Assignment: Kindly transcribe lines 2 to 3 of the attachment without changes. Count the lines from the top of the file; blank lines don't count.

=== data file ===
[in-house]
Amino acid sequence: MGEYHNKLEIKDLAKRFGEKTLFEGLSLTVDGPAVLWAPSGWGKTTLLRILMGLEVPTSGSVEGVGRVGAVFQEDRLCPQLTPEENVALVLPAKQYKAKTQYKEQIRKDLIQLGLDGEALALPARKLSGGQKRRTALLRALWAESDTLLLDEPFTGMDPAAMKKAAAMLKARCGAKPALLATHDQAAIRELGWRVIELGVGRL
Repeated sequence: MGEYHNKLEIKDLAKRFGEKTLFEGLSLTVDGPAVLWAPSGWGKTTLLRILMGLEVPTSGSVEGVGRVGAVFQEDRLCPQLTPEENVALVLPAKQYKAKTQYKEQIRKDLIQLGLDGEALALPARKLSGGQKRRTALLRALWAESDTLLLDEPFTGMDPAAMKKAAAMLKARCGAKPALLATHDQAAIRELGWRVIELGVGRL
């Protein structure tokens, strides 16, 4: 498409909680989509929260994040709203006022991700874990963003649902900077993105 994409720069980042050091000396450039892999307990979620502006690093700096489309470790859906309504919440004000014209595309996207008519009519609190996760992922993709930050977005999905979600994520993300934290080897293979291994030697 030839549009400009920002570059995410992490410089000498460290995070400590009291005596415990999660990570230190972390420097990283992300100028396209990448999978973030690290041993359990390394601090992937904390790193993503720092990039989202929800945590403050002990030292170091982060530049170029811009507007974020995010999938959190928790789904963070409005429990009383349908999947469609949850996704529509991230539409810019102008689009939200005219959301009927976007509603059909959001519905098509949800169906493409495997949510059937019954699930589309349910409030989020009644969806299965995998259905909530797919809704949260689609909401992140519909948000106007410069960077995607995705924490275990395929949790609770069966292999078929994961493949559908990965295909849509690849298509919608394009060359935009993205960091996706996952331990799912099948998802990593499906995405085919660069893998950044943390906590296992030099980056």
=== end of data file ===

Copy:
Amino acid sequence: MGEYHNKLEIKDLAKRFGEKTLFEGLSLTVDGPAVLWAPSGWGKTTLLRILMGLEVPTSGSVEGVGRVGAVFQEDRLCPQLTPEENVALVLPAKQYKAKTQYKEQIRKDLIQLGLDGEALALPARKLSGGQKRRTALLRALWAESDTLLLDEPFTGMDPAAMKKAAAMLKARCGAKPALLATHDQAAIRELGWRVIELGVGRL
Repeated sequence: MGEYHNKLEIKDLAKRFGEKTLFEGLSLTVDGPAVLWAPSGWGKTTLLRILMGLEVPTSGSVEGVGRVGAVFQEDRLCPQLTPEENVALVLPAKQYKAKTQYKEQIRKDLIQLGLDGEALALPARKLSGGQKRRTALLRALWAESDTLLLDEPFTGMDPAAMKKAAAMLKARCGAKPALLATHDQAAIRELGWRVIELGVGRL